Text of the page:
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Report - - Standedge Tunnels, April 2014 | Underground Sites | 28DaysLater.co.uk

Report - Standedge Tunnels, April 2014


Marsden1002

Love it!
28DL Full Member
Hello :D

Well me & madeye decided to have another look at these tunnels this fine Easter Sunday morning. After having a good look a couple of times, and the place crawling with network rail workers with the gates wide open, we aborted our plans both times.

Fast forward to today, Easter Sunday (the day of our lord!) and both gates were closed "for business", so me and my friend decided to make progress, as we all know, god loves a trier!

History taken from Ojay's report, hope you don't mind but yours seamed to include everything along with a good could of images ;)

Sorry for the poor images, really need to spend more time in dark areas trying to get the best . . . . .


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In November 1846, work started on the first of three Standedge railway tunnels. It was completed two years later at a cost of £201,608. Again the work was carried out by candlelight and over 150,000 lbs of candles were used, costing £3,618. The full length of the railway tunnel was 3 miles 60 yards.

The line opened for business on 1st August 1849, when the L & N W Railway Company issued its first timetable for Saddleworth.

A second railway tunnel was finished in 1870 and a third one in 1894. Standedge is unique in having four tunnels - three railways and one canal -almost parallel to each other under the moors.

The canal and railway tunnels remain one of the greatest feats of British engineering because of the enormous task of carrying water through the Standedge hills.
In 1847 a large water wheel was erected at Diggle Mill, the brainchild of William Broadbent.

The Standedge Canal Tunnel is the longest, highest and deepest canal tunnel in Britain. It runs under the Pennine Hills for a distance of 5, 029 meters to join the West Yorkshire village of Marsden to the Greater Manchester village of Diggle.

It was initially estimated that the work would take 5 years, but in the end it was 16 years before the longest canal tunnel in Britain was to open.

With the railways taking traffic away from the canals, the Huddersfield Canal fell into slow decline.

The last commercial boat passed through the tunnel in 1921. The canal was officially closed in 1944 although a boat, "Ailsa Craig", struggled through in 1948, being the last boat to make a complete passage along the canal before the lock gates were removed in the 1950s.
A maintenance boat remained on the summit level for carrying out inspections and basic maintenance within Standedge Tunnel. In 1961 and 1962 this boat took groups of canal enthusiasts through the tunnel. In time, however, parts of the roof became unstable and some sections collapsed, making navigation impossible.

By the time funding eventually became available to restore the tunnel, it had become a major operation, with some sections needing to be stabilised with rock bolts and others to be lined with concrete. 10,000 tons of silt and 3,000 tons of fallen rocks had to be removed.

On May 1st, 2001 the tunnel was open to boats once more, after restoration costing more than five million pounds. When the tunnel was originally opened in 1811, the cost of construction had been £123,804!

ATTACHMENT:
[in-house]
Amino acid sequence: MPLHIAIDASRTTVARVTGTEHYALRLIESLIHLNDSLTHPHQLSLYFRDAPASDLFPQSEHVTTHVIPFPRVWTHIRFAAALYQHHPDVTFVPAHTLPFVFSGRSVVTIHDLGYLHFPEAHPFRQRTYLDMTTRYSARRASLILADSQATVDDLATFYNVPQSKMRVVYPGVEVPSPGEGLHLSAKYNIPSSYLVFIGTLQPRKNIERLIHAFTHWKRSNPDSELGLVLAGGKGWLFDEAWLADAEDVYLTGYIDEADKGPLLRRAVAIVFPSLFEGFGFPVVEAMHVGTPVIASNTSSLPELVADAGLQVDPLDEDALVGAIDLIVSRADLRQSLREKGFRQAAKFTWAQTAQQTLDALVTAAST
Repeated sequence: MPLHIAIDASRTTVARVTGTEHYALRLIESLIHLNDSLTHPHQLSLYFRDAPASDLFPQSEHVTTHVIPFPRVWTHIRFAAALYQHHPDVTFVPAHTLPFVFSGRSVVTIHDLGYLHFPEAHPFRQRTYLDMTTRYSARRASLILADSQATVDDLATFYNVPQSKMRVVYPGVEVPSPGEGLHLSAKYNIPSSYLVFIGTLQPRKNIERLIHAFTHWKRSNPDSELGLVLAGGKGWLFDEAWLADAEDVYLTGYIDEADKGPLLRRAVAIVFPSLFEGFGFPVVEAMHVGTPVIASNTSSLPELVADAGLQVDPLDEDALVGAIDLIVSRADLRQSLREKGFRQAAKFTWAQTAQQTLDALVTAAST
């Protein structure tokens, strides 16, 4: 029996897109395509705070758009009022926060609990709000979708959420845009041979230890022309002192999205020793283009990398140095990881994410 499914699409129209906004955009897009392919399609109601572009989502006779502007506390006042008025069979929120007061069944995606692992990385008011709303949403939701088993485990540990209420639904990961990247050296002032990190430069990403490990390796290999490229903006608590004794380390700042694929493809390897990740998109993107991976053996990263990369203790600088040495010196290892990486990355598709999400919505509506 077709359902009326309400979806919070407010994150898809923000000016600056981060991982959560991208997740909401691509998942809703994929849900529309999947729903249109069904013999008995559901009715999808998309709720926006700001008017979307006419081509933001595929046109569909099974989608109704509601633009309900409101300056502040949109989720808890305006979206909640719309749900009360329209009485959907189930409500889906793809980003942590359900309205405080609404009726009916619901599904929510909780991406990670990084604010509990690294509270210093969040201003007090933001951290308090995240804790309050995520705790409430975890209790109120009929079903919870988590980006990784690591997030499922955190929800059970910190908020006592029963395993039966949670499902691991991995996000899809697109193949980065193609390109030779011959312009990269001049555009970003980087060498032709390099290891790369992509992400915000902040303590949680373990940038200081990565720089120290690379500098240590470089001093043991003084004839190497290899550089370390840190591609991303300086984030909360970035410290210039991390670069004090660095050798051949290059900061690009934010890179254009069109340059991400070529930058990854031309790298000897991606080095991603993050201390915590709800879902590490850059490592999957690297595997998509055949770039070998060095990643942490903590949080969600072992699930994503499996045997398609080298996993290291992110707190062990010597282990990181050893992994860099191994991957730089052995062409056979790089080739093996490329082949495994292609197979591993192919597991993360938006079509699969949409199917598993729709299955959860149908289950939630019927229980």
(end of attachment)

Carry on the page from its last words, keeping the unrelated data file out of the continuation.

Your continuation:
Today the 1894 tunnel is still used as an emergency escape route and for emergency vehicles to pass through if and when required.
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A bad photo of the live section. Not wanting to hang around here it was a very quick photo chance

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Thanks for looking!
 

Fudge

28DL Full Member
28DL Full Member
Spend more time in the live section, it will make you giggle like a schoolboy when one of the trains hurtles past your face..
 

Marsden1002

Love it!
28DL Full Member
They are doing a lot of work in the tunnels, and today was the only time over the past 3 weeks the gates have been locked. I'm no doubt going back for a revisit as I really enjoyed it!
 

H1971

28DL Full Member
28DL Full Member
Ah I must make an effort to explore some tunnels. Some cool shots :)
 

Fudge

28DL Full Member
28DL Full Member
ace fella I didn't spend long enough in here when I went
Plenty of railway going on in Huddersfield at the minute, follow the tracks back towards town and you'll find some tunnels that are a bit more interesting..
 

The Lone Ranger

Safety is paramount!
Staff member
Moderator
Good effort getting in at the mo, been a very busy place for almost a year now. I do like the look of the scaffold heading up one of the shafts in your pics, there's plenty of scaff on the topside too so wonder if there's a connection? ;)

A nice Sunday stroll btw :D
 

Marsden1002

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28DL Full Member
I really need to head back as I'm unsure if they are scaffolding over the canal section to sort that or if it's in between the railway and the canal.

Cheers for the comments,
 

The Lone Ranger

Safety is paramount!
Staff member
Moderator
Good stuff :)

Does anyone know what the work is that's going on?
I'm not sure all that's entailed, but it's a major over hall on the 3 rail tunnels. Presume most is on the live line. All shafts have been scaffolded and cabins at both ends of the tunnel. Not seen this much activity in the 25 years I've lived this side of the hill, there must be a couple of £'s floating around to do a bit of maintenance work.

The last time it was this busy was when they mad the canal tunnel navigable again in the late 80's/early 90's :) Should be worth a stroll to see what has been done.
 

Bunkertastic

28DL Full Member
28DL Full Member
Love it when the train goes through, the pressure drops and you suddenly can't see the end because of the fog!
 

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